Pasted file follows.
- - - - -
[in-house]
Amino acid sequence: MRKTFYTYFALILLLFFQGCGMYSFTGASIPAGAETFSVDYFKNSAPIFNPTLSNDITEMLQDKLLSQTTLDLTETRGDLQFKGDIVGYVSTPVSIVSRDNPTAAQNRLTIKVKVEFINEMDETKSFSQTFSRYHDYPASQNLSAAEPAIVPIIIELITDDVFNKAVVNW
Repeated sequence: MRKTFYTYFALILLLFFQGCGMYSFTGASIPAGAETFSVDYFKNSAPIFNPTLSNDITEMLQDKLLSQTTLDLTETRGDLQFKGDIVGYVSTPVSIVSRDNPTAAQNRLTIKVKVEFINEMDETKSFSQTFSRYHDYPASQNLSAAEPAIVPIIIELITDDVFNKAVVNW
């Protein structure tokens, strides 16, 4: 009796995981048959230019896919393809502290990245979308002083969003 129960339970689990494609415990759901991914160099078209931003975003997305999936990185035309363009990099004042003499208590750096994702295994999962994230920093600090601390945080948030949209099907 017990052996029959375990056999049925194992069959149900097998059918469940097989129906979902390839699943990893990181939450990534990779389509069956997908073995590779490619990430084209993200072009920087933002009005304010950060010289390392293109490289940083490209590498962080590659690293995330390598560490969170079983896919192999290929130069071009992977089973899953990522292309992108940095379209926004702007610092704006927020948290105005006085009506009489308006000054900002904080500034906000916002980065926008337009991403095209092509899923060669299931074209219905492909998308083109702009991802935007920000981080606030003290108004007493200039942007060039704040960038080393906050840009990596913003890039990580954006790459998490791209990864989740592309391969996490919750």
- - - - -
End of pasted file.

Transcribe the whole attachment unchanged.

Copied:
[in-house]
Amino acid sequence: MRKTFYTYFALILLLFFQGCGMYSFTGASIPAGAETFSVDYFKNSAPIFNPTLSNDITEMLQDKLLSQTTLDLTETRGDLQFKGDIVGYVSTPVSIVSRDNPTAAQNRLTIKVKVEFINEMDETKSFSQTFSRYHDYPASQNLSAAEPAIVPIIIELITDDVFNKAVVNW
Repeated sequence: MRKTFYTYFALILLLFFQGCGMYSFTGASIPAGAETFSVDYFKNSAPIFNPTLSNDITEMLQDKLLSQTTLDLTETRGDLQFKGDIVGYVSTPVSIVSRDNPTAAQNRLTIKVKVEFINEMDETKSFSQTFSRYHDYPASQNLSAAEPAIVPIIIELITDDVFNKAVVNW
């Protein structure tokens, strides 16, 4: 009796995981048959230019896919393809502290990245979308002083969003 129960339970689990494609415990759901991914160099078209931003975003997305999936990185035309363009990099004042003499208590750096994702295994999962994230920093600090601390945080948030949209099907 017990052996029959375990056999049925194992069959149900097998059918469940097989129906979902390839699943990893990181939450990534990779389509069956997908073995590779490619990430084209993200072009920087933002009005304010950060010289390392293109490289940083490209590498962080590659690293995330390598560490969170079983896919192999290929130069071009992977089973899953990522292309992108940095379209926004702007610092704006927020948290105005006085009506009489308006000054900002904080500034906000916002980065926008337009991403095209092509899923060669299931074209219905492909998308083109702009991802935007920000981080606030003290108004007493200039942007060039704040960038080393906050840009990596913003890039990580954006790459998490791209990864989740592309391969996490919750």